For many people, the months of stay-at-home orders and partial lockdowns were an opportunity. Some learned to bake or play an instrument. Others caught up on reading lists, podcasts and Netflix shows.
Artist Gay Lynn Saunders took the chance to create paintings that explored her feelings about current events as they unfolded. Her goal? To spend quarantine focused on personal and artistic growth.
To that end, Saunders spent many hours studying the art and craft of watercolors, creating images of angels and scenes to touch the viewers’ hearts and, hopefully, open and uplift those same hearts to healing.
Until the end of February, Saunders’ work will be exhibited as “Creating Hope & Healing: A Showing of Visual & Wearable Art” at the Lodi Community Art Center, 110 W. Pine St., Lodi.
Saunders is an established local artist, and has been a part of the Lodi area’s art scene since 2001.
For many years, wire jewelry was her main focus, and she has created thousands of pieces of jewelry incorporating gemstones and crystals. There will be a showing of her collection along with the paintings.
“It has been a way for me to get the healing properties of crystals out to the public,” Saunders said. “I have had many customers also tell me that just having a piece of my jewelry helped them to feel beautiful or more confident and happy in life.”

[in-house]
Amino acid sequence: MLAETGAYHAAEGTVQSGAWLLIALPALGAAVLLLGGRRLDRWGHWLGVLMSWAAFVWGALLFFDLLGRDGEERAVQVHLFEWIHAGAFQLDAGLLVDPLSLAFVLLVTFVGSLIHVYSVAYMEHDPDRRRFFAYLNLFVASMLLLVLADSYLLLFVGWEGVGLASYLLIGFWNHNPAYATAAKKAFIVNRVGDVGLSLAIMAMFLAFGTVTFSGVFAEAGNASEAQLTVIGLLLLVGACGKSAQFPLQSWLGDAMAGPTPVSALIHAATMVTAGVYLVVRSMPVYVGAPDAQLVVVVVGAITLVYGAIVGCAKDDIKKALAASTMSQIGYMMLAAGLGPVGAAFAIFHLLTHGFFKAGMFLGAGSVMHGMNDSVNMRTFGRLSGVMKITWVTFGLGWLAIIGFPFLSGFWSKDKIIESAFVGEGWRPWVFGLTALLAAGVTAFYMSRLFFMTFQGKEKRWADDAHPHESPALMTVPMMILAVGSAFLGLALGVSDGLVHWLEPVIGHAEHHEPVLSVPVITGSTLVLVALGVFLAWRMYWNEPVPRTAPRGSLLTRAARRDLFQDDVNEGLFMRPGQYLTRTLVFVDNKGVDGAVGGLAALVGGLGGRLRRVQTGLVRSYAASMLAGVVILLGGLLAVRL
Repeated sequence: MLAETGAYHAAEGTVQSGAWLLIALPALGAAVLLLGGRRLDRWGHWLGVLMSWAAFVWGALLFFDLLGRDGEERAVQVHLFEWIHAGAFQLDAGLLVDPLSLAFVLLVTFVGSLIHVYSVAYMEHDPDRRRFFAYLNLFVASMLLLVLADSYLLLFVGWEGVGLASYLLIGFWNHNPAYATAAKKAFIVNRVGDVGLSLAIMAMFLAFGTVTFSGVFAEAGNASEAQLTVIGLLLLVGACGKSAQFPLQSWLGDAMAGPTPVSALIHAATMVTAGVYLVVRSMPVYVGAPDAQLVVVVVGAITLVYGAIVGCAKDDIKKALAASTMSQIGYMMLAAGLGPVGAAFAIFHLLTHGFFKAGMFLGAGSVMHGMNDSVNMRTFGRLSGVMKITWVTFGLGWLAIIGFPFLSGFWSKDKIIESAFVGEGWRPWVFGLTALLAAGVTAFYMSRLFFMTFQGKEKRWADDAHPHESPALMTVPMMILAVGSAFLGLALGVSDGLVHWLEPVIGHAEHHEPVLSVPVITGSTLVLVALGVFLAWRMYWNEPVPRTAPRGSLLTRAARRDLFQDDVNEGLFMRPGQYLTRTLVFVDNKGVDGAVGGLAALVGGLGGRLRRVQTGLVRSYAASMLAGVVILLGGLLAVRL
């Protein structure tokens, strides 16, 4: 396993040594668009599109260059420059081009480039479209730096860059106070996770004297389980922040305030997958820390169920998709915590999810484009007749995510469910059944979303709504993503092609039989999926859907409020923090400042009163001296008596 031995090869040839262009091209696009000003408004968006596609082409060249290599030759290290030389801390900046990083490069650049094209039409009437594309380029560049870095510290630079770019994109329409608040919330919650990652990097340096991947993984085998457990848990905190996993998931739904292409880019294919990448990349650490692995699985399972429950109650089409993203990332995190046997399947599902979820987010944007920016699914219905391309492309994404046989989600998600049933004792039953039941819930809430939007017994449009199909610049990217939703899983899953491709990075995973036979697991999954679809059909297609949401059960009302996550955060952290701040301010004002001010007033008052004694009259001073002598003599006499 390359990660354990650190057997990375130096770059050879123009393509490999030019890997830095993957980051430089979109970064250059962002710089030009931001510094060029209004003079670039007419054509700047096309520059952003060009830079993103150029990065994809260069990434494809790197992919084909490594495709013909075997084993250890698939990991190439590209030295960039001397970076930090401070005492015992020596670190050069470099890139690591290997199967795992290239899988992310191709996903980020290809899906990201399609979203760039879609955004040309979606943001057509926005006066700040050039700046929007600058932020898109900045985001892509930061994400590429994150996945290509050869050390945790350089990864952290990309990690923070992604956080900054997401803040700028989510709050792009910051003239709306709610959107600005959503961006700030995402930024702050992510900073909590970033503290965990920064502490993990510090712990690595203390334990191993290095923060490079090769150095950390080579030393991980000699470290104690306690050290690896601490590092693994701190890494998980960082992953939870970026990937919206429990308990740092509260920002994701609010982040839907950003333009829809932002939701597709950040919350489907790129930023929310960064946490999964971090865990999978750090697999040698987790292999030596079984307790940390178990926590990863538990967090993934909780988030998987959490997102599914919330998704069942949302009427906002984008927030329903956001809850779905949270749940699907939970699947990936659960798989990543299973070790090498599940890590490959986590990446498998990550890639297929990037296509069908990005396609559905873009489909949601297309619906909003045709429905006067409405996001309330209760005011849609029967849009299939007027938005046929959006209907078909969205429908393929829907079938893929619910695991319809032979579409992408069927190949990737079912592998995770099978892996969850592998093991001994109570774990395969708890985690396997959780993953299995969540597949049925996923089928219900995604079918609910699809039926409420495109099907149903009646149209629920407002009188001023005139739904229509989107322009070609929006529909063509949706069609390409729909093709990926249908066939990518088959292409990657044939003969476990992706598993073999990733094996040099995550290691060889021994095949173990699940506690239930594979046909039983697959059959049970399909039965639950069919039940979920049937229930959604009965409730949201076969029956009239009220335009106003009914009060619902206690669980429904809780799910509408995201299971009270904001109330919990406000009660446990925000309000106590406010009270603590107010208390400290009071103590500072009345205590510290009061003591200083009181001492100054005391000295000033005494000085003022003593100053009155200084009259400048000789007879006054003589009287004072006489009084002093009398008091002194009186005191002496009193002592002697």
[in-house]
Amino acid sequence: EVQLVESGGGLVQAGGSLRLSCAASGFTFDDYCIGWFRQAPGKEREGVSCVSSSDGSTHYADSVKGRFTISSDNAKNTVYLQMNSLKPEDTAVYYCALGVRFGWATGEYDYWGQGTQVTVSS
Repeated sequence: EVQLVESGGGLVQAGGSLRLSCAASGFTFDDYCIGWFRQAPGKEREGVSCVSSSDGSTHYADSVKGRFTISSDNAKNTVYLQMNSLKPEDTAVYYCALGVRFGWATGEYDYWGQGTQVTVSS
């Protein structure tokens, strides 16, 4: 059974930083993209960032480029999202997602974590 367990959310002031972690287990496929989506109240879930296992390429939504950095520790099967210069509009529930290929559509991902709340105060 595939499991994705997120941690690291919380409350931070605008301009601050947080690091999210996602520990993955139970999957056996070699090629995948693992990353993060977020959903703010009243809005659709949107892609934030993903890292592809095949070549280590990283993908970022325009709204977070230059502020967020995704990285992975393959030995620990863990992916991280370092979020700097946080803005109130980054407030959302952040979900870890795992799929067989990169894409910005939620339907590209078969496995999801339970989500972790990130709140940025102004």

Her jewelry pieces are all unique, made primarily with sterling silver wire and quality stones acquired from around the world.
Saunders was drawn to the symbol of angels as a means of uplifting the viewer. Angels are universally recognized as spirits of benevolence, compassion and love, she said. These are the very emotions that she wants the viewer to feel when they see her watercolors.
“The long months of the pandemic have been so stressful for everyone. I feel it is important to help build resistance to illness, both physical and mental, to keep oneself in a state of elevated emotion,” she said. “The
same feelings are also evoked when being or viewing nature or elements of nature. So for me, this body of work has been a journey of healing that I wish to share.”
During this phase of the pandemic, the Lodi Community Art Center has been open from 11 a.m. to 4 p.m. most Fridays, Saturdays and Sundays. Social distancing is observed; only six customers at a time are allowed in, and masks are required.
Despite the obstacles — and thanks to the hard work of many volunteers — the Lodi Community Art Center has been able to maintain its presence in Downtown Lodi. The LCAC has served the community for more than 50 years with classes, youth projects and art shows.
A virtual tour of Saunders' work and the gallery will be available at www.lodiartcenter.org.